How to watch and stream
- ESPN2, TUDN, UniMás, ESPN+
- Friday, Sept. 23 | 8:25 am ET
- Merkur Spiel-Arena | Düsseldorf, Germany
Since finishing third in the Concacaf Octagonal qualifying process and booking their World Cup return, this will be the USMNT’s third friendly against a World Cup-bound nation. With both games on home soil, they drew Uruguay 0-0 and beat Morocco 3-0 in June.
Here’s what awaits head coach Gregg Berhalter’s squad in their first of two September camp friendlies against a top Asian foe, with a Sept. 27 meeting against Saudi Arabia in Murcia, Spain also on the horizon.
These games build toward Group B play getting underway in Qatar on Nov. 21 vs. Wales. With the top two nations reaching the Round of 16, the USMNT will also face England (Nov. 25) and Iran (Nov. 29) in Group B.
Injuries defined much of the USMNT’s qualifying process, and Berhalter’s group will again be shorthanded against Japan. Goalkeeper Zack Steffen (Middlesbrough), left back Antonee Robinson (Fulham) and winger Tim Weah (Lille) were left off the original 26-man roster due to injury, then midfielder Yunus Musah (Valencia) and center backs Chris Richards (Crystal Palace) and Cameron Carter-Vickers (Celtic) were forced to withdraw as well.
Those absences will test the USMNT’s depth, especially in defense, though no greater spotlight is on the striker situation. Jordan Pefok (Union Berlin) was omitted despite strong form for the German Bundesliga’s top team, leaving Jesus Ferreira (FC Dallas), Josh Sargent (Norwich City) and Ricardo Pepi (Groningen) all preferred for this tune-up camp. They’ll be hoping to reward Berhalter’s preference.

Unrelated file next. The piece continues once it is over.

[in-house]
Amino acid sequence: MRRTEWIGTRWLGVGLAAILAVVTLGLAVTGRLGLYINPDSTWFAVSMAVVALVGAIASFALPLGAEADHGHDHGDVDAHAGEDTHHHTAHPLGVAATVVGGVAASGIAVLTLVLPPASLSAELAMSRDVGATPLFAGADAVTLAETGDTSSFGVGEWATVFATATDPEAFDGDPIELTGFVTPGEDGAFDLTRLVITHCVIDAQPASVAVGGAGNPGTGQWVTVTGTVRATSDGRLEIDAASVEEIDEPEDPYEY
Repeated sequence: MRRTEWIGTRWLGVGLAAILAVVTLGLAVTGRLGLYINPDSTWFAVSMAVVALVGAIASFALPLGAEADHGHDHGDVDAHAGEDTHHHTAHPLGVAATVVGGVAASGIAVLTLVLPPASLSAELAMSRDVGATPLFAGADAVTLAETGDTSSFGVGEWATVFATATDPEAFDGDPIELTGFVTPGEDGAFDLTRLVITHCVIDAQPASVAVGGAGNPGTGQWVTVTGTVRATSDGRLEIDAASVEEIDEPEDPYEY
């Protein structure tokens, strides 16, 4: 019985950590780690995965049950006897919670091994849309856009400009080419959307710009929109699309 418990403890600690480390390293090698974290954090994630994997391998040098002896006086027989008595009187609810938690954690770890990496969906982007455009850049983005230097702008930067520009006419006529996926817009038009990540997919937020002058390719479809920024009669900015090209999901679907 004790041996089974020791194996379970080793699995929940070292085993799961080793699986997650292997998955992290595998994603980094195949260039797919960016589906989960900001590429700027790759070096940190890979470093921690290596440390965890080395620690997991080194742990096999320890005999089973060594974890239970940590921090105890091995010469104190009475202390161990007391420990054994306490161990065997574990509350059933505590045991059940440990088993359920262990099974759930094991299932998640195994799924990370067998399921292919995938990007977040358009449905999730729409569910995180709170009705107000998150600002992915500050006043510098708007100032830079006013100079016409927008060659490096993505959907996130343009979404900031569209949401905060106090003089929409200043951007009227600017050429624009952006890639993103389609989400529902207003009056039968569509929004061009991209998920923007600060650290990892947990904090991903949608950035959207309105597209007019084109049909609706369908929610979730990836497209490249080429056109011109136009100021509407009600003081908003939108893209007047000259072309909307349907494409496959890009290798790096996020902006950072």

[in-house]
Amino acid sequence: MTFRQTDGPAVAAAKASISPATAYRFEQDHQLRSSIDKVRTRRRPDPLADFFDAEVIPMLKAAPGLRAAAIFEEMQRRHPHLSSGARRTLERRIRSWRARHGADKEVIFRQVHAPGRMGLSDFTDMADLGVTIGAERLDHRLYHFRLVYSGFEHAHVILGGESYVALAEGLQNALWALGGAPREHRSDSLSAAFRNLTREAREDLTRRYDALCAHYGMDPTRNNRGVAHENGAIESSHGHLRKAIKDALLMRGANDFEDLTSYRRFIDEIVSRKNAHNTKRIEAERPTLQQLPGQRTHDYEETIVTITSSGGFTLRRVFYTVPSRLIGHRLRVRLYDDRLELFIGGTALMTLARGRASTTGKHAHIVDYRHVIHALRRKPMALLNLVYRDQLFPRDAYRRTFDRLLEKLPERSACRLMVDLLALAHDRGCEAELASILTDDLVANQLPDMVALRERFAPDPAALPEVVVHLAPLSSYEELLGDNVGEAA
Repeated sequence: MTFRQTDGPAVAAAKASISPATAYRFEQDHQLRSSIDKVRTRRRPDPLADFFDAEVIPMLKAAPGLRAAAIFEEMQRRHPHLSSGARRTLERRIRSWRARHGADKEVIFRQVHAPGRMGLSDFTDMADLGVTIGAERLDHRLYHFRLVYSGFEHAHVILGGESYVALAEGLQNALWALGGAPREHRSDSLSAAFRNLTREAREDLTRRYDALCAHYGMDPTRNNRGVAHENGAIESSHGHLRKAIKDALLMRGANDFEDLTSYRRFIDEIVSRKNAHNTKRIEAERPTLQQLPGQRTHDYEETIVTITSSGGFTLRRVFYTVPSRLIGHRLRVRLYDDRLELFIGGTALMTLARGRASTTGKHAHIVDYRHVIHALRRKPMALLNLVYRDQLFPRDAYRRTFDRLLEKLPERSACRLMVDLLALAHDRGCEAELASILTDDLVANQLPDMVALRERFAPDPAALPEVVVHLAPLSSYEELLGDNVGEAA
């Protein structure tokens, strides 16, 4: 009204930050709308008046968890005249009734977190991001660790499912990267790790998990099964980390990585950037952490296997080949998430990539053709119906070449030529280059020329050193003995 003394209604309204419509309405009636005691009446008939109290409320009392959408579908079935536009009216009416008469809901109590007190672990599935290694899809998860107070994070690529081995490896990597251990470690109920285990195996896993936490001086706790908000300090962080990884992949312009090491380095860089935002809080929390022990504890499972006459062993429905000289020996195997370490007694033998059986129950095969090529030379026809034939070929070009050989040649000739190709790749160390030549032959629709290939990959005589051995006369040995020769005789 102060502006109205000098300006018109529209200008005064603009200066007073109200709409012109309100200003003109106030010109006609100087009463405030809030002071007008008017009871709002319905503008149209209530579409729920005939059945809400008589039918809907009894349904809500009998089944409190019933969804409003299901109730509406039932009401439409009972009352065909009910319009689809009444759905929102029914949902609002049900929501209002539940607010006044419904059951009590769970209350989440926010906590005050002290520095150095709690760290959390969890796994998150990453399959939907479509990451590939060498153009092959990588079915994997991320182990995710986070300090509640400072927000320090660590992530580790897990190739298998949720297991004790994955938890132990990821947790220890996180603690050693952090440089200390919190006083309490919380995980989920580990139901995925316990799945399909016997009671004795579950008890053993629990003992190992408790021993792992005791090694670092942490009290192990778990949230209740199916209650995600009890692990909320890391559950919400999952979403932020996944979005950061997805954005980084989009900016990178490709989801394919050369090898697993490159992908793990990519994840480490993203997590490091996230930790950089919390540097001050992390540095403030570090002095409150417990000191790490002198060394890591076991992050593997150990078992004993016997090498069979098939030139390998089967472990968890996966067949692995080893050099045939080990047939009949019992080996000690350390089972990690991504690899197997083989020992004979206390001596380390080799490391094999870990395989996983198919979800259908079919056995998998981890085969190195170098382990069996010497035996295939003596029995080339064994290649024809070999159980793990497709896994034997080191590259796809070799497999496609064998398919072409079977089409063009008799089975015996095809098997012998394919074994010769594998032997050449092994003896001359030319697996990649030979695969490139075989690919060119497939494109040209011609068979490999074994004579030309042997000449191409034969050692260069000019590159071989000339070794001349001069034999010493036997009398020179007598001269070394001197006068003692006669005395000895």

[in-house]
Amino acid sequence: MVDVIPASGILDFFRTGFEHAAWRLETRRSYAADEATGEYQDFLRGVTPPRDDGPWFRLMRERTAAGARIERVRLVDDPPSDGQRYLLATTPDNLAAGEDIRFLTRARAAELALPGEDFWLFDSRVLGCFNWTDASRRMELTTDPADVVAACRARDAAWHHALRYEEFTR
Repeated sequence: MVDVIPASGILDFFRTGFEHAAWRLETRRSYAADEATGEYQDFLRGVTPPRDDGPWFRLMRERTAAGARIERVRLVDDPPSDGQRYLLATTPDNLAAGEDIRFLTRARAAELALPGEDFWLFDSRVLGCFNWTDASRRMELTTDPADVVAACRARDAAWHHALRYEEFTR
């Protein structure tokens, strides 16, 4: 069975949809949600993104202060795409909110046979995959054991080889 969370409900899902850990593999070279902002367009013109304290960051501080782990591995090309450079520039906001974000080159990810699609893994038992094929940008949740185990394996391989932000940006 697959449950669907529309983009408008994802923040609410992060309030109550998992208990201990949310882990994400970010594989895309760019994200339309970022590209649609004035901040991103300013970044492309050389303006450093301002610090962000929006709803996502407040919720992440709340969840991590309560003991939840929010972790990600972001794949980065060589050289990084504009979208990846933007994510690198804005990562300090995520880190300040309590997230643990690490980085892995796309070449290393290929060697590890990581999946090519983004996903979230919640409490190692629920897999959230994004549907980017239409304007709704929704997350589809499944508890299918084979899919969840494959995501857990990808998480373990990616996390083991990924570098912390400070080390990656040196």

The continued return of midfielder/winger Gio Reyna (Borussia Dortmund) will prove crucial, and there’s an open question about goalkeeper Matt Turner’s potential rust since a summertime transfer from the New England Revolution to Arsenal.
Each roster variable spotlights how health could be the USMNT’s biggest enemy come this unprecedented November/December World Cup, with overseas clubs playing up to Nov. 13 and MLS ones until Nov. 5. The USMNT are also expected to have the youngest World Cup squad, indicative of the program’s new era after missing out on a Russia 2018 spot.
The Samurai Blue will be no slouch, with Qatar 2022 marking their seventh consecutive World Cup dating back to 1998. They also cruised through AFC qualifying, posting a 15-2-1 record from start to finish.
Most of Japan’s roster competes in Europe’s top leagues as opposed to their J1 League, with Monaco’s Takumi Minamino one of their leading scorers during qualifying. Schalke defender Maya Yoshida is their longtime captain, and forward Kyogo Furuhashi is part of a sizable Celtic contingent on their roster.
The USMNT last met Japan in a February 2006 friendly in San Francisco, Calif, a 3-2 victory courtesy of goals by Eddie Pope, Clint Dempsey and Taylor Twellman. The Samurai Blue are ranked No. 24 in FIFA’s latest world rankings, 10 spots back of the Yanks (No. 14).